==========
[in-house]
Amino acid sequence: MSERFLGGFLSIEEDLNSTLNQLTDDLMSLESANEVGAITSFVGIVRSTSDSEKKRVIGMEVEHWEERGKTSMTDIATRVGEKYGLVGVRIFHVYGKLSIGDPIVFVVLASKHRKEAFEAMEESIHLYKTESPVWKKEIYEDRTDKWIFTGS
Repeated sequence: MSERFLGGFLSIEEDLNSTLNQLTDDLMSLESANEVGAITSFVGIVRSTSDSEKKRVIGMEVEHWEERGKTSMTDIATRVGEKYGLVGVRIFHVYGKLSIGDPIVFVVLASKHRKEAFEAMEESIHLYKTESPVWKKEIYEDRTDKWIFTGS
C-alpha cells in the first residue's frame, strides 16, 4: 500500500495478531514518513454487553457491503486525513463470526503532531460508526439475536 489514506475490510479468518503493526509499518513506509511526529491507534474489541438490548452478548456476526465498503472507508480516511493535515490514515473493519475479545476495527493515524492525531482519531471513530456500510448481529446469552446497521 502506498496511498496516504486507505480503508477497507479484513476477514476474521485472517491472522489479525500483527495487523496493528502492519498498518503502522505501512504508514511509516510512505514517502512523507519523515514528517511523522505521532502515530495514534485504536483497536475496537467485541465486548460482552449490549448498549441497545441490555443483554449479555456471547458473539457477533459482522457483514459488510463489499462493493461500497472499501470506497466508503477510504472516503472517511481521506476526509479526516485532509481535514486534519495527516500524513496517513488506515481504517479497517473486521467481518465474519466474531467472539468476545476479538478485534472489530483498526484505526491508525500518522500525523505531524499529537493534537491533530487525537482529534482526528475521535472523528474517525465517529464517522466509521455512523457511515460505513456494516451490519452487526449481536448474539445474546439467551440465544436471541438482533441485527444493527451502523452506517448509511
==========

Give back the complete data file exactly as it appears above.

[in-house]
Amino acid sequence: MSERFLGGFLSIEEDLNSTLNQLTDDLMSLESANEVGAITSFVGIVRSTSDSEKKRVIGMEVEHWEERGKTSMTDIATRVGEKYGLVGVRIFHVYGKLSIGDPIVFVVLASKHRKEAFEAMEESIHLYKTESPVWKKEIYEDRTDKWIFTGS
Repeated sequence: MSERFLGGFLSIEEDLNSTLNQLTDDLMSLESANEVGAITSFVGIVRSTSDSEKKRVIGMEVEHWEERGKTSMTDIATRVGEKYGLVGVRIFHVYGKLSIGDPIVFVVLASKHRKEAFEAMEESIHLYKTESPVWKKEIYEDRTDKWIFTGS
C-alpha cells in the first residue's frame, strides 16, 4: 500500500495478531514518513454487553457491503486525513463470526503532531460508526439475536 489514506475490510479468518503493526509499518513506509511526529491507534474489541438490548452478548456476526465498503472507508480516511493535515490514515473493519475479545476495527493515524492525531482519531471513530456500510448481529446469552446497521 502506498496511498496516504486507505480503508477497507479484513476477514476474521485472517491472522489479525500483527495487523496493528502492519498498518503502522505501512504508514511509516510512505514517502512523507519523515514528517511523522505521532502515530495514534485504536483497536475496537467485541465486548460482552449490549448498549441497545441490555443483554449479555456471547458473539457477533459482522457483514459488510463489499462493493461500497472499501470506497466508503477510504472516503472517511481521506476526509479526516485532509481535514486534519495527516500524513496517513488506515481504517479497517473486521467481518465474519466474531467472539468476545476479538478485534472489530483498526484505526491508525500518522500525523505531524499529537493534537491533530487525537482529534482526528475521535472523528474517525465517529464517522466509521455512523457511515460505513456494516451490519452487526449481536448474539445474546439467551440465544436471541438482533441485527444493527451502523452506517448509511